Remote, real-time monitoring of post-operative lung transplant patients significantly decreases hospital readmissions
Monitoring also resulted in shorter hospital stays when patients were readmitted
LOS ANGELES — For many with end-stage lung disease, lung transplantation has become a viable option to extend lives and improve the quality of life.
However, once lung transplant recipients leave the hospital, they may experience complications, such as an infection or organ rejection, that can result in unplanned hospital readmissions and other poor outcomes.
One of the many challenges patients face is managing their health from home and adhering to medication schedules.
To provide another layer of support for lung transplant recipients, the Keck Medicine of USC lung transplant team launched a two-year observational pilot study to monitor patients post-discharge using Bluetooth-enabled devices and computer tablets. The devices measured blood pressure, heart rate, weight, blood glucose, oxygen saturation and pulmonary function.
The researchers discovered that monitored patients had 44% fewer hospital readmissions and spent 54% fewer days in the hospital when they were readmitted.
“This study is significant because it is the first to use Bluetooth technology to comprehensively monitor transplant patients,” says Felicia Schenkel, MSN, lung transplant manager and lead author of the study. “Lung transplant recipients are a high-risk patient population, and we’re happy to see that this program worked so well to improve patients’ lives.”
The study appeared in the American Journal of Transplantation.
Twenty-eight lung transplant patients received the two-year remote tracking and 28 matched control patients did not. With the exception of remote monitoring, all patients received the same level of post-surgical care, which included regular in-person visits and lung function check-ups. The two groups of patients were also similar in respect to demographics, diagnosis and pre-transplant clinical characteristics.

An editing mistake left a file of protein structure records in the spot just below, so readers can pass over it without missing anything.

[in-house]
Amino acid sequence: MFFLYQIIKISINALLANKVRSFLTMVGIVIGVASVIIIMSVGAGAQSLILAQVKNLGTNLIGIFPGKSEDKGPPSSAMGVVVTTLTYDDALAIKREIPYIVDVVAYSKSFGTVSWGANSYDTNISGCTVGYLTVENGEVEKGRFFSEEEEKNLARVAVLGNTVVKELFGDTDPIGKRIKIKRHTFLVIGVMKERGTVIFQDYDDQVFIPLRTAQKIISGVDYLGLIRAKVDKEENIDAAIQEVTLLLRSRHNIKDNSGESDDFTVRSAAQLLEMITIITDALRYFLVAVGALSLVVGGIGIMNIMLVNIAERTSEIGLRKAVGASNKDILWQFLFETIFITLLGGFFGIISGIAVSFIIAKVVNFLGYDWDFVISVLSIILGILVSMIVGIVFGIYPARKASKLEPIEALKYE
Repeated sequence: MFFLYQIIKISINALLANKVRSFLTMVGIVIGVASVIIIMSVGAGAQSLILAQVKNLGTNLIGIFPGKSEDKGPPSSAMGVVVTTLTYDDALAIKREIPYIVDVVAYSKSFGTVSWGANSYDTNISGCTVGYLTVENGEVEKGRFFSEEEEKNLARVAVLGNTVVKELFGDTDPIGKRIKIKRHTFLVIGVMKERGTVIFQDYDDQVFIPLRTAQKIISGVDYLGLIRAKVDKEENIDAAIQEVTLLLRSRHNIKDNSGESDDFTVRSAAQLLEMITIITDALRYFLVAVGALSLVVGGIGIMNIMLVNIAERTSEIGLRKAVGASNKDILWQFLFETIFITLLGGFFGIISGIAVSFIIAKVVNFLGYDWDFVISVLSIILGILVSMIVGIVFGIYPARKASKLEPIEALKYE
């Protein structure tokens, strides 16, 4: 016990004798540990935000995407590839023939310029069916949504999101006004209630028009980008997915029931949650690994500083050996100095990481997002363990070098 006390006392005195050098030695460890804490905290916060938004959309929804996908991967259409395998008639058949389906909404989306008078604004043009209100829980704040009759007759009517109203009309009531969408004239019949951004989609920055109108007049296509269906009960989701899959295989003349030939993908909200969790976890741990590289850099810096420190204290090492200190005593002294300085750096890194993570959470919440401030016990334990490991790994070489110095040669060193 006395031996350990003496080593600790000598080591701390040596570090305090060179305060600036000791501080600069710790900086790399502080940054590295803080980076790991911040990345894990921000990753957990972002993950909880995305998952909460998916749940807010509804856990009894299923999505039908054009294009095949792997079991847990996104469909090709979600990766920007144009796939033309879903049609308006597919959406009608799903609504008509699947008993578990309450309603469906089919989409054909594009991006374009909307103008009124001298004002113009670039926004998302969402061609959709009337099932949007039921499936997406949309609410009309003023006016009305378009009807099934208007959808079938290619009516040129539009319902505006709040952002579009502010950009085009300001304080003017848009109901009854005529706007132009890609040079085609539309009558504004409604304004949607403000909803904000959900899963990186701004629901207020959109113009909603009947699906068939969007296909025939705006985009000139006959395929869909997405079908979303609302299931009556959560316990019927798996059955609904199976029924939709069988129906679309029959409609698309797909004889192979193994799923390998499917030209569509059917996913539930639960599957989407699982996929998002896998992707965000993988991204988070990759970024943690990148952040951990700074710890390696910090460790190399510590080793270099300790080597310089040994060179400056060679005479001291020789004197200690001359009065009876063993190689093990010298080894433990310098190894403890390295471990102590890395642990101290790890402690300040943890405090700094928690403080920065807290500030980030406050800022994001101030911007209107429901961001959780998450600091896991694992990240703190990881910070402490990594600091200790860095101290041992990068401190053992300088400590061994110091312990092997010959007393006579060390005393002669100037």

Monitored patients used computer tablets to report symptoms, track appointments and medication compliance, conduct videoconferences with staff and access educational videos along with other materials.
Patients were asked to measure their vital signs and report symptoms daily for the first three months and after that time, three times a week. The results were sent in real time to the transplant team and triggered alerts if out of normal range.
Patients with high compliance rates on reporting vital signs and symptoms received incentives such as badges and humorous memes. Patients with marginal compliance received encouraging reminders and periodic calls from the transplant team.
At the end of the two years, the tracked patients were readmitted to the hospital 66 times versus 112 for the control group. They were less likely to be admitted for infections and non-organ rejection/non-infection causes such as shortness of breath or hypertension. They also had a lower but not statistically significant readmission for organ rejection and for death.
In addition, when monitored patients were readmitted to the hospital, they spent an average of 12 fewer days per patient per year compared to the control group (approximately 10 days versus 22). Hospital costs were also dramatically cut by 48%, translating to a $132,000 reduction in hospital charges per patient per year.
The at-home tracking worked for two reasons, according to Schenkel. “With constant monitoring, we were able to react to data sooner and take intervening steps before a patient’s condition worsened,” she says. “In addition, because we incentivized data reporting, patients were more likely to check in with us about their health and report symptoms.”
Post-surgical remote monitoring is now standard protocol for all lung transplant recipients at Keck Medicine. The department averages between 30 – 40 lung transplants per year.
In the future, study authors hope other medical teams will follow their lead.
“Real-time remote monitoring of patients is not only beneficial to lung transplant patients but can easily be transferred to other types of transplant or critical care patients,” Schenkel says. “This program should be a model for how telemedicine can be used in the future, especially as the need for remote monitoring technology has increased due to the COVID-19 pandemic.”
Other Keck Medicine authors of the study include Mark L. Barr, MD, co-director of the USC Transplant Institute; Sivagini Ganesh, MD, MPH, medical director of the lung transplant program; Maria Bembi, RN, lung transplant coordinator; Roya Sadeghi, RN, lung transplant coordinator; Jeremy O’Connor, MSW, LCSW, cardiothoracic transplant social worker; Marian Duong, RD, cardiothoracic transplant dietitian; Jaynita Patel, MS, RD, clinical dietitian; and Tammie Possemato, project manager.
The Bluetooth devices were provided by ActiCare Health.